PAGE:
President Biden has signed into law a sweeping $1.5 trillion bill that funds the government through September and provides billions in assistance for Ukraine amid the Russian invasion.
Biden signed the legislation during a ceremony in the Indian Treaty Room at the White House on Tuesday afternoon that was attended by administration officials and Democratic lawmakers, including Speaker Nancy Pelosi (Calif.), Senate Majority Leader Charles Schumer (N.Y.), and Sen. Joe Manchin (W.Va.).
In prepared remarks, Biden highlighted the Ukraine assistance as well as other domestic programs funded by the massive legislation and said the bill demonstrated that Republicans and Democrats can work together.
"Today we are again showing the American people that as a country we can come together," he said. "That our democracy can deliver, can deliver and outperform autocracies."
After months of negotiations, the final text of the funding bill was introduced just last week and moved quickly through the House and Senate, where it passed with bipartisan support.
The legislation stretches more than 2,700 pages and funds the government through the current fiscal year. It also includes $13.6 billion in humanitarian and security assistance to address Russia's ongoing invasion of Ukraine.
Biden said the Ukraine assistance would help the country defend against a broad Russian attack and address humanitarian needs as millions of Ukrainians flee their homes.
"With this new security funding and the drawdown authorities in this bill, we're moving urgently to further augment the support to the brave people of Ukraine as they defend their country," he said, adding that he would have more to say about the assistance on Wednesday.
Biden also highlighted funding for law enforcement programs, opioid response and a reauthorization of the Violence Against Women Act that were included in the bill.
"It sends a clear message to the American people that we are investing in safety, health and the future of Americans," the president said.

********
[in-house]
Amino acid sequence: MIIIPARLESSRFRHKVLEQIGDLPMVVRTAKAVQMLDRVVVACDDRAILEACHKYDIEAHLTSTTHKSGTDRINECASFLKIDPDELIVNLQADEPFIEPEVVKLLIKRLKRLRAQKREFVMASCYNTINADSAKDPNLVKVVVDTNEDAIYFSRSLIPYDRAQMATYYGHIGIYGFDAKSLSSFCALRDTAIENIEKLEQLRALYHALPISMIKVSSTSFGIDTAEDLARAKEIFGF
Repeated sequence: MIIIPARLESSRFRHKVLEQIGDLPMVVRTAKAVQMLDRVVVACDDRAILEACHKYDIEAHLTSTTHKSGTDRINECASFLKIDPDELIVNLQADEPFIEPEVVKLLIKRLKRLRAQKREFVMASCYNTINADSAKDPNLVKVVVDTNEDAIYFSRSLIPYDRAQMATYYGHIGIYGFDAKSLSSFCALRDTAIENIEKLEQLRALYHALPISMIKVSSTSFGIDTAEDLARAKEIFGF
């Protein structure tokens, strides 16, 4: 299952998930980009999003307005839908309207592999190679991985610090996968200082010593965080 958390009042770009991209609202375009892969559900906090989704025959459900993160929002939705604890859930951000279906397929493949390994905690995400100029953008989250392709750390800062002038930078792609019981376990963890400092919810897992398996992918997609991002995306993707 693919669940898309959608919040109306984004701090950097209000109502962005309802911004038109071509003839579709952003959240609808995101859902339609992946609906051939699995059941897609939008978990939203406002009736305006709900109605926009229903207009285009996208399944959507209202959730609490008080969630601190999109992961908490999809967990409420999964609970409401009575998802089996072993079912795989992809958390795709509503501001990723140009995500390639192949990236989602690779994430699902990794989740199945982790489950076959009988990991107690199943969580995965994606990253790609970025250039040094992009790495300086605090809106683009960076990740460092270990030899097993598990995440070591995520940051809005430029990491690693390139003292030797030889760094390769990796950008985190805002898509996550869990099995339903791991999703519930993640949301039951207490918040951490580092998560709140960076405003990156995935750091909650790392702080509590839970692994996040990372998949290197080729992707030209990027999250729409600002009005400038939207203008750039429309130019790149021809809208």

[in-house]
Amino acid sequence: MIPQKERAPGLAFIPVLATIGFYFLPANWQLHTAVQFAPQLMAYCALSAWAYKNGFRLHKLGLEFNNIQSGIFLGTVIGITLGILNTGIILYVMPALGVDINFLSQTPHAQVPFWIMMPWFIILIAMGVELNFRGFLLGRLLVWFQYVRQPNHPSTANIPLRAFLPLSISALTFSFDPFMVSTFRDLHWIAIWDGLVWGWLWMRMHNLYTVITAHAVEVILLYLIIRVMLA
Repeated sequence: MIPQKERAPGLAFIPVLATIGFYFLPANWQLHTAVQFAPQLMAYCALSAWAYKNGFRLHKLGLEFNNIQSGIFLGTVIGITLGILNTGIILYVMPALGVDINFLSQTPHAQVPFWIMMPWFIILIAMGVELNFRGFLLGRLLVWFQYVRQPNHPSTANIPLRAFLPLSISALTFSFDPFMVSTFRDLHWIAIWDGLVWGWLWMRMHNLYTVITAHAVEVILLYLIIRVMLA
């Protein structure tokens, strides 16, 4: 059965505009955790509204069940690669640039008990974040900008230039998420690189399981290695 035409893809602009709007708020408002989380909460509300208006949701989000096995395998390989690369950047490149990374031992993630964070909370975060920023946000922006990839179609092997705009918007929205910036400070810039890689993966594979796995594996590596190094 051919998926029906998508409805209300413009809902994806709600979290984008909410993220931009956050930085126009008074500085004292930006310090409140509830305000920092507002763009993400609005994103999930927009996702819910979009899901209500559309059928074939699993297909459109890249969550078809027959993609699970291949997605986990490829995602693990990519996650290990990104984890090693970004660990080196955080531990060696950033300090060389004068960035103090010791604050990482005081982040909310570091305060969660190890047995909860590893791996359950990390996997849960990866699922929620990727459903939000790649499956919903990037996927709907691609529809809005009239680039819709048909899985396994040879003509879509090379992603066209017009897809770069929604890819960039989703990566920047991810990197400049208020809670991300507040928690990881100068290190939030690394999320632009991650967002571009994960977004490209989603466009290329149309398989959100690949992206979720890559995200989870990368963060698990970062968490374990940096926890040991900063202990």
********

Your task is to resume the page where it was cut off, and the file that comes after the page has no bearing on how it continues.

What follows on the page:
Biden's signing of the legislation averts a government shutdown and guarantees that lawmakers will not need to worry about passing another government funding bill until much later this year.
However, the bill does not include billions in COVID-19 funding that the White House had asked Congress for to support the federal government's response to the pandemic.
The House stripped the funding out of the bill due to a disagreement involving both parties about offsetting the funding. Senate Republicans insisted the funds be offset with cuts, but a group of House Democrats objected to an agreement that would have rescinded some state aid provided in an earlier relief bill to cover some of the new funding.
The decision to strip the funding has angered the White House, though Biden did not dwell on it during his remarks Tuesday afternoon at the bill signing.
While commending Congress for coming to an agreement to pass the long-term funding bill, the White House warned that the pandemic response will suffer if lawmakers do not approve more funding for government pandemic programs.
Earlier Tuesday, Biden administration officials warned that without new funding, the allocation of monoclonal antibody treatments to states will be reduced by 30 percent beginning next week, and the treatment supply could be completely exhausted by May.
Officials also said the government would not have enough money to purchase additional COVID-19 vaccine doses to cover all Americans if a fourth dose is needed, and that testing capacity will suffer without additional funding from Congress.
There isn't a clear path to more COVID-19 funding getting approved, however, given the partisan disagreement and Democrats' narrow majorities in Congress.
The omnibus funding bill passed the Senate in a 68-31 vote last week a day after it passed the House 361-69. Biden still had to sign a continuing resolution ahead of a Friday night deadline to avert a shutdown to give a few days for the massive bill to make its way from Capitol Hill to the White House.
- Updated at 3:03 p.m.